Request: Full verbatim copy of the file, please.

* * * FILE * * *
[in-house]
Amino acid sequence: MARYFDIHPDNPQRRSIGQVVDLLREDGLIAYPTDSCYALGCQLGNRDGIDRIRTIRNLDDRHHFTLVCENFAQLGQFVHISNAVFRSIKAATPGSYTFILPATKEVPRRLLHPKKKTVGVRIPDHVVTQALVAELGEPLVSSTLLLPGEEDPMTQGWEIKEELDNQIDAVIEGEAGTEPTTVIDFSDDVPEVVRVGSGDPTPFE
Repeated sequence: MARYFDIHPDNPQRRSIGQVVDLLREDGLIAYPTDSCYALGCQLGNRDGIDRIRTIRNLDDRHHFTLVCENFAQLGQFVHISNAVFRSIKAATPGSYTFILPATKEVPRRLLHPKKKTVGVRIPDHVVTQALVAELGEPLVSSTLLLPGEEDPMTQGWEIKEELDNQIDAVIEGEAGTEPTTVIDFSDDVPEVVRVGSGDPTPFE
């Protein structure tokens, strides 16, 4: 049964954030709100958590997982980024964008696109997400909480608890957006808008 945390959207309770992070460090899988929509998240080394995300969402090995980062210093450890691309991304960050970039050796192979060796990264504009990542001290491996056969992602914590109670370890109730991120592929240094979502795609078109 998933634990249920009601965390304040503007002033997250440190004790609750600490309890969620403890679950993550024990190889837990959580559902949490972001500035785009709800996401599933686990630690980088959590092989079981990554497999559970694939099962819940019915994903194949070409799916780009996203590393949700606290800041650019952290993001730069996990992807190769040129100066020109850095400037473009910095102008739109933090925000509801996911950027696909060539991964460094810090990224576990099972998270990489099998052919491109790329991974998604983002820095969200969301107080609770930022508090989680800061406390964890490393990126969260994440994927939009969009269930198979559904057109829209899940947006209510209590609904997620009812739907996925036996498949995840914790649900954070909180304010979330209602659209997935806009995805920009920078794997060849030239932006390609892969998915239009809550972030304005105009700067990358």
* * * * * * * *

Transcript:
[in-house]
Amino acid sequence: MARYFDIHPDNPQRRSIGQVVDLLREDGLIAYPTDSCYALGCQLGNRDGIDRIRTIRNLDDRHHFTLVCENFAQLGQFVHISNAVFRSIKAATPGSYTFILPATKEVPRRLLHPKKKTVGVRIPDHVVTQALVAELGEPLVSSTLLLPGEEDPMTQGWEIKEELDNQIDAVIEGEAGTEPTTVIDFSDDVPEVVRVGSGDPTPFE
Repeated sequence: MARYFDIHPDNPQRRSIGQVVDLLREDGLIAYPTDSCYALGCQLGNRDGIDRIRTIRNLDDRHHFTLVCENFAQLGQFVHISNAVFRSIKAATPGSYTFILPATKEVPRRLLHPKKKTVGVRIPDHVVTQALVAELGEPLVSSTLLLPGEEDPMTQGWEIKEELDNQIDAVIEGEAGTEPTTVIDFSDDVPEVVRVGSGDPTPFE
């Protein structure tokens, strides 16, 4: 049964954030709100958590997982980024964008696109997400909480608890957006808008 945390959207309770992070460090899988929509998240080394995300969402090995980062210093450890691309991304960050970039050796192979060796990264504009990542001290491996056969992602914590109670370890109730991120592929240094979502795609078109 998933634990249920009601965390304040503007002033997250440190004790609750600490309890969620403890679950993550024990190889837990959580559902949490972001500035785009709800996401599933686990630690980088959590092989079981990554497999559970694939099962819940019915994903194949070409799916780009996203590393949700606290800041650019952290993001730069996990992807190769040129100066020109850095400037473009910095102008739109933090925000509801996911950027696909060539991964460094810090990224576990099972998270990489099998052919491109790329991974998604983002820095969200969301107080609770930022508090989680800061406390964890490393990126969260994440994927939009969009269930198979559904057109829209899940947006209510209590609904997620009812739907996925036996498949995840914790649900954070909180304010979330209602659209997935806009995805920009920078794997060849030239932006390609892969998915239009809550972030304005105009700067990358």